Suppression of Evidence in a New York Criminal Case

As a criminal defense attorney in New York with offices in Westchester County, White Plains and Orange County, it is important to protect individual's constitutional rights against illegal or overzealous police conduct.

For example, in the Town of Harrision, New York local and State Law Enforcement officers make countless arrests for DWI, drug possession, drug sale and gun cases. The Town of Harrison is recognized as a very busy court as major highways pass through the court's jurisdiction resulting in the aforementioned arrests. Likewise all the courts on the I-95 corridor (Mount Vernon, New Rochelle, Larchmont, Mamaroneck) also have a similar volume of arrests. When analyzing these arrests top criminal defense attorneys focus on any violation of Constitutional rights as part of the criminal defense.

The New York State and Federal Constitutions prohibit against "unreasonable search and seizures" and from warrants not issued based upon "probable cause". As the United States Supreme Court has held in Katz v. U.S. 389 US 347, Analysis may turn on whether the person had a reasonable expectation of privacy.

Law enforcement knows that there are exceptions to the search warrant requirement despite a strong judicial preference for search warrants. Two of those exceptions are the consent search and the emergency doctrine.

In People v Harper, 100 AD3d 772, police officers responded to an altercation between three women but when the police arrived the altercation had ended. The two women accused in the altercation had gone to their apartment and were arrested for the assault. One of the women was handcuffed and the police officers decided to search the apartment but it was found that no emergency existed to allow the search without a valid warrant. In addition, even thought there was consent to the search of her apartment the Court found that the consent was not voluntary and all recovered evidence was suppressed.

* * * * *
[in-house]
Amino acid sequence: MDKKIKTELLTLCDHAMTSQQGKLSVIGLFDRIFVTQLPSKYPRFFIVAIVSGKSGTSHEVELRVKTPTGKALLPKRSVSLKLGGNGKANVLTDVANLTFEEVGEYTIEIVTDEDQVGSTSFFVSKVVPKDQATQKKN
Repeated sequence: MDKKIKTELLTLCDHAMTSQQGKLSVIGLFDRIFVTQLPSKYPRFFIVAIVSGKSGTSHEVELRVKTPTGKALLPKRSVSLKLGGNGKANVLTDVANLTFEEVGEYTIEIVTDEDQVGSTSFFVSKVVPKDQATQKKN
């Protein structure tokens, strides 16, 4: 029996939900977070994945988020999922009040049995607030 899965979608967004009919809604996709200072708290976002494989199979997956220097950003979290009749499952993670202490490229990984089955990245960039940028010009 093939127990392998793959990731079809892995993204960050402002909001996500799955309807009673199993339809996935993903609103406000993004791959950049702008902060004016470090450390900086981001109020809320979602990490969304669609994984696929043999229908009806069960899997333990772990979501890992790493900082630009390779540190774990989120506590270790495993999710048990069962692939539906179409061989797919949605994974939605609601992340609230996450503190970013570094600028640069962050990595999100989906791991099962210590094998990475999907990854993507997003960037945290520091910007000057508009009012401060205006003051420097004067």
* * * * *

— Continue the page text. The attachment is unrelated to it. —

In People v Mormon, 100 AD3d 782, a conviction was reversed as the prosecution did not meet its burden of showing that a search without a warrant was justified under the emergency doctrine where a search occurred 45 minutes after police arrived outside the defendant's apartment in response to a earlier shooting. The search was in violation of the defendant's constitutional rights and the evidence seized was suppressed.

These are clear examples of a violation individual's Constitutional rights against unreasonable search and seizures.

If you or a loved one has been arrested call the law office of Proto, Sachs & Brown, LLP and we will help you determine if any of your Constitutional rights have been violated and how that violation can help the criminal defense of your case. We provide a free consultation. (914) 946-4808